Lord Commander of the Knights of the Viridian Braid: The history of the Knights of the Viridian Braid is as long as that of Anglesey itself. The order was founded twelve centuries ago by Alistair Anglesey, the first King of Anglesey, and the very name of the order derives from the distinctive hair color of a true member of the Anglesey bloodline. Every King or Earl of Anglesey since has been a member of the order, though it has been some time since the Earl was also the Lord Commander of the Order. The current Lord Commander is Sir Charles Firth, though he is too old now to lead the Knights in the field. He is expected to be succeeded very soon by the order’s first female Lord Commander, Dame Bronwyn Berial. It is important to note that while the Lord Commanders of the order are typically nobles, a Knighthood in the Viridian Braid is not a hereditary title.

Lord Commander of the Knights of the Eagle’s Feather: The Knights of the Eagle’s Feather are a relatively new order of Knights, created just after the beginning of the Scourge in response to an increasing number of airborne enemies. The pegasi of the high mountains north of Anglesey had always been considered sacred animals, fiercely protected, and often befriended by the huntsmen of Anglesey. It was not unusual for Anglesey to field at least a few soldiers mounted on pegasi during times of war, but organized airborne attacks required a more formal arrangement. Therefore, just before the Scourge, the Knights of the Eagle’s Feather was founded, a breeding stock of pegasi were captured and brought to a specially-built aerie in the cliffs above the city, a select group of lightly armored Rangers and Fighters was recruited. The current order numbers forty Knights, and the Lord Commander is a Ranger named Sir Reginald Northwind.

The Countess Anglesey also plays an important – though unofficial – role in government, serving as the de facto social head of the Earldom. The Countess typically sets fashions, models and enforces social mores, and often works with (or exercises authority over) the Lord Mayor to enact and enforce new laws intended for the betterment of society. The current Countess, Lady Merial Burchess, also runs a clandestine intelligence network with assets in almost every element of Angle society. The Earl of Anglesey has come to trust and rely on his wife’s command of information to judge the mood and morale of his city.

Even before the Scourge, the soldiers of Anglesey were widely recognized as the finest in the Empire. Indeed, the war that led to Anglesey joining the Empire was one of the bloodiest fought during the Empire’s first period of expansion, with the Empire losing four soldiers for every single Angle casualty. Before, during, and for a short period after Imperial conquest, Anglesey also fought an extended series of wars with the dwarves at Ndango. Even now, dwarven warriors will utter a begrudging grunt of respect whenever Anglesey is mentioned, and the sound of cavalry charging is probably the only thing in the world that can inspire fear in a dwarven infantry formation.

As a mountain kingdom, Anglesey should have little use for cavalry. Nonetheless, The Knights of the Viridian Braid are the backbone of the Anglesey military. At one time, they were widely considered the most fearsome cavalry in the Empire, and possibly in the entire world. During the Empire’s second period of conquest, when the Knights of the Viridian Braid fought in the south against the elven kingdoms of Jadesa and Mapudunga, even the apparently unbeatable Ta-Den guerrilla mercenaries gave up trying to attack the Knights directly, and instead took to sneaking into Imperial camps to hamstring the horses.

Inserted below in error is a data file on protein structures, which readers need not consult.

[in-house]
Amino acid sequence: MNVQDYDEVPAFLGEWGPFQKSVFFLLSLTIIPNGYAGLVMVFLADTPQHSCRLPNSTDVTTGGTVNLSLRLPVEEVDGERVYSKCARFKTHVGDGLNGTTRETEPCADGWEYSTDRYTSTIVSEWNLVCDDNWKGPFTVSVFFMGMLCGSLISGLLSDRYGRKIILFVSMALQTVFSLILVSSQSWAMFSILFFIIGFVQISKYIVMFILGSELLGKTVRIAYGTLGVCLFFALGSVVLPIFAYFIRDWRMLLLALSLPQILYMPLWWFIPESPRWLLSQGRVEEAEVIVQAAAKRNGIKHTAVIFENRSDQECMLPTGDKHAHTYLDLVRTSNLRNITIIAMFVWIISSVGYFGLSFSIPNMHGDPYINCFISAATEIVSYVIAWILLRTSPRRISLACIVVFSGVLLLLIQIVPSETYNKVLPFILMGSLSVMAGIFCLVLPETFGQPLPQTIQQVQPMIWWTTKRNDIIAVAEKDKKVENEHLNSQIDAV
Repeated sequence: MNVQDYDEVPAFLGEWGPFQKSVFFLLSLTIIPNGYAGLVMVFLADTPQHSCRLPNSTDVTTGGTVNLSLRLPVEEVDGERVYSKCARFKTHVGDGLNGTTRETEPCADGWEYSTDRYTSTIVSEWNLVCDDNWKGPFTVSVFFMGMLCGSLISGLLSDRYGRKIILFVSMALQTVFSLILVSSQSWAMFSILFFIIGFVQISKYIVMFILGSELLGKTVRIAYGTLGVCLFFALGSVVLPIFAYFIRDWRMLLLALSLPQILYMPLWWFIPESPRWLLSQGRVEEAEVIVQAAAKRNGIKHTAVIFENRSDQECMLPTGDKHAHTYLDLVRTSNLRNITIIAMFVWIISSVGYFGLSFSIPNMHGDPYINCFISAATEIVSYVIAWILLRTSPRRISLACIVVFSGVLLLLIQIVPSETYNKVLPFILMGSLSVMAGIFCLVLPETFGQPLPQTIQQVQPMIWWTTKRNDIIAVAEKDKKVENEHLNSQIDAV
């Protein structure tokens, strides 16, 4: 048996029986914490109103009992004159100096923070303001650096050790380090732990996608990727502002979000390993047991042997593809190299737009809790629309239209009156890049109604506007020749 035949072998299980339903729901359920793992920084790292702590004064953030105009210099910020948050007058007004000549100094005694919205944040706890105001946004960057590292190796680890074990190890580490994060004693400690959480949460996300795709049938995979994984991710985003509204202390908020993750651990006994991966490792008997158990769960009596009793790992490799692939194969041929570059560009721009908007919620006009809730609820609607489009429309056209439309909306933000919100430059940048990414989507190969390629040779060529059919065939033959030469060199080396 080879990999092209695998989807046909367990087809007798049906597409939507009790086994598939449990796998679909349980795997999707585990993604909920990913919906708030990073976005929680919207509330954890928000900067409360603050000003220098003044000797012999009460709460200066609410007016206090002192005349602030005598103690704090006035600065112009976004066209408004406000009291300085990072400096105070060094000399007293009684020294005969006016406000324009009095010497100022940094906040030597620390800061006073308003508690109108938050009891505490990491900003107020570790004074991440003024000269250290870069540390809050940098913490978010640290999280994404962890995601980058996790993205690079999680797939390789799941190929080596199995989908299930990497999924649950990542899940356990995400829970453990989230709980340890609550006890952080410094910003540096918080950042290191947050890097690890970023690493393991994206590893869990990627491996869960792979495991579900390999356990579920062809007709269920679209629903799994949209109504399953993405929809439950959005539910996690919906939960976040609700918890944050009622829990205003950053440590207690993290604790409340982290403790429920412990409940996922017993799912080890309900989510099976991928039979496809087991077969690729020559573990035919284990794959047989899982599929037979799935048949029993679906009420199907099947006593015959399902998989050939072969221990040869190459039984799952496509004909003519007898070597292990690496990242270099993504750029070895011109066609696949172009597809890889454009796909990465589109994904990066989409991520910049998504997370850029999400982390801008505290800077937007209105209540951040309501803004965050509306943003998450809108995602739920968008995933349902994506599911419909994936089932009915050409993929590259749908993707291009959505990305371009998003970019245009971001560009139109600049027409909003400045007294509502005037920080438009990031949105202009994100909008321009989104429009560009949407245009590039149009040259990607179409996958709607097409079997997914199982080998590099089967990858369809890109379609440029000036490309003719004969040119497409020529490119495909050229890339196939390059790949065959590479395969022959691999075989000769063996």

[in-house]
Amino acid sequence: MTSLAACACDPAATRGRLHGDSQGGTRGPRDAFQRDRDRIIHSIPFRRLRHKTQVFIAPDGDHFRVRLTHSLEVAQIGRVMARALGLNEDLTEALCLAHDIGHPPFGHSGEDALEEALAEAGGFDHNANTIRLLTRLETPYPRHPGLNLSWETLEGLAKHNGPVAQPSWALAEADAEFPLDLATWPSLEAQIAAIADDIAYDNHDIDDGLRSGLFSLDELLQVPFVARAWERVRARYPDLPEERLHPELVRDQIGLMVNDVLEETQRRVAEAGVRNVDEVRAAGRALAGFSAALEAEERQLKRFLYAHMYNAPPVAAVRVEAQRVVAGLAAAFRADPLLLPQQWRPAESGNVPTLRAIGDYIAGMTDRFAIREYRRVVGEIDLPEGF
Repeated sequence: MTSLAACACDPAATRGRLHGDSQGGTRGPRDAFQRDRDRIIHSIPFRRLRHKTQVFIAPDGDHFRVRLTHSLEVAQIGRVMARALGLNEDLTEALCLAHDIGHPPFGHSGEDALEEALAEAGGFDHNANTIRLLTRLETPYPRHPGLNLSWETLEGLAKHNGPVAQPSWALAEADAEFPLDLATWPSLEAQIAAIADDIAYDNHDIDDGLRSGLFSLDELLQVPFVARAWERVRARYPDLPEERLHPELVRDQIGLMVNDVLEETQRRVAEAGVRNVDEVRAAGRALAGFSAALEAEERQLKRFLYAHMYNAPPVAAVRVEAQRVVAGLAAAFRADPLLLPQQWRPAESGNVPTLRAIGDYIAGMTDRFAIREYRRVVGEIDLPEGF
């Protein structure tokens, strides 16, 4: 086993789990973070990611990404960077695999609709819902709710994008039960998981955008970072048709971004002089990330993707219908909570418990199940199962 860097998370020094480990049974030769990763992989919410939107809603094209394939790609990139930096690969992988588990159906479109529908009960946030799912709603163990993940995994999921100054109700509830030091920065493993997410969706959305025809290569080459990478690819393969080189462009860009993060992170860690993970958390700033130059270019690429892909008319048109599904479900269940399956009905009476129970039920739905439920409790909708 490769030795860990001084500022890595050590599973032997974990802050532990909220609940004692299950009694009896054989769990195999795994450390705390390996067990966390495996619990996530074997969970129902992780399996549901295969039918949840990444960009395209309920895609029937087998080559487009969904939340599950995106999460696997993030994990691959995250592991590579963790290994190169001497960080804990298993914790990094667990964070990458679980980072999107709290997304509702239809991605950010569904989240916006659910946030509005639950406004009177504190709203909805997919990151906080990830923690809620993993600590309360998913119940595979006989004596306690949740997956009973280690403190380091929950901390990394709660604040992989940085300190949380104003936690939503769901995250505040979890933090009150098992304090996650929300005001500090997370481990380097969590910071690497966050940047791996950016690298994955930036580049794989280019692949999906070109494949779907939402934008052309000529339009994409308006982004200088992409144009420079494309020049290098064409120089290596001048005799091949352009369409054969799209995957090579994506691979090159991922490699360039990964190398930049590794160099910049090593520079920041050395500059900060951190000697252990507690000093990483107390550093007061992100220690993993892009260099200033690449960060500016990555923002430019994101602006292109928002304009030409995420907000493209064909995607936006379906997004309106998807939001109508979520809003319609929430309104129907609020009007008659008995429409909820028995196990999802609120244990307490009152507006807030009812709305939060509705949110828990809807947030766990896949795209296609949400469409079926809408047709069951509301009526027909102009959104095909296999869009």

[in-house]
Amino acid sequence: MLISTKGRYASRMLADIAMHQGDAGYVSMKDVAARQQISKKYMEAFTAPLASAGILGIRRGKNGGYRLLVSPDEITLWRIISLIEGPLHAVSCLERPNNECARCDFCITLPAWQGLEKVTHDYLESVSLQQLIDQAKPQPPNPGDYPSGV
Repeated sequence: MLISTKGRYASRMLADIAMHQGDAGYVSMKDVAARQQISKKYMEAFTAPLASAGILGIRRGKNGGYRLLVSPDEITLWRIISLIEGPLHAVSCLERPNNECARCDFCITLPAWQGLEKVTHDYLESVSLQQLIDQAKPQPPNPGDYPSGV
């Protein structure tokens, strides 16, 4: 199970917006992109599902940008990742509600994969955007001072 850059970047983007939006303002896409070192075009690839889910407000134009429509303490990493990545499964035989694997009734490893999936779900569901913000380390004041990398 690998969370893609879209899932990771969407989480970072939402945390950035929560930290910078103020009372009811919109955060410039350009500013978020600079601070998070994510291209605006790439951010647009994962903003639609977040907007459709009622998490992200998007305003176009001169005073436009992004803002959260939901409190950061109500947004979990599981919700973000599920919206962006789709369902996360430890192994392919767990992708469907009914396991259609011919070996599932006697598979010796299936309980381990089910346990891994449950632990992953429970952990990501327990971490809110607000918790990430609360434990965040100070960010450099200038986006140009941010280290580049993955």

The Knights of the Viridian Braid are selected at a young age from among the newest recruits to the military. They are given intense martial training in infantry and mounted tactics, education in the code of chivalry followed by all Knights, and indoctrination into a near fanatical loyalty to the city of Anglesey. At the age of thirteen, those recruits that do not wash out of the first four years of training are given their Knighthood and the right to select their mount from the previous year’s foals. The young Knights are given sole care and training of their mount. A Knight who mistreats his mount at any time is stripped of his title and shunned by the order.

Most Angle soldiers enter training at the age of nine, muster at the age of thirteen, and see their first combat around the age of sixteen. Conventional infantry are armored in breastplates, and trained in the use of the halberd, glaive, shield, and short bow. Other infantry are specialized as archers, and receive additional training in the use of the long bow. Skirmishers receive standard infantry training, as well as training in stealth and guerrilla tactics and the use of poison. Conventional cavalry receive all this training, as well as training in the use of the lance, and the specialized cavalry tactics of Anglesey. There is also a small corps of combat engineers who are responsible for building, maintaining and operating siege engines and the defensive works of the city.

Attrition rates are fairly high, and, as a result, the practice of recruiting officers only from the nobility was abandoned centuries ago. Officers are promoted based on merit, and often rise through the ranks. This has had the added benefit to the city of keeping the middle class alive and diverse, even through extended periods of war, as common officers retire with a large enough pension to open or continue businesses.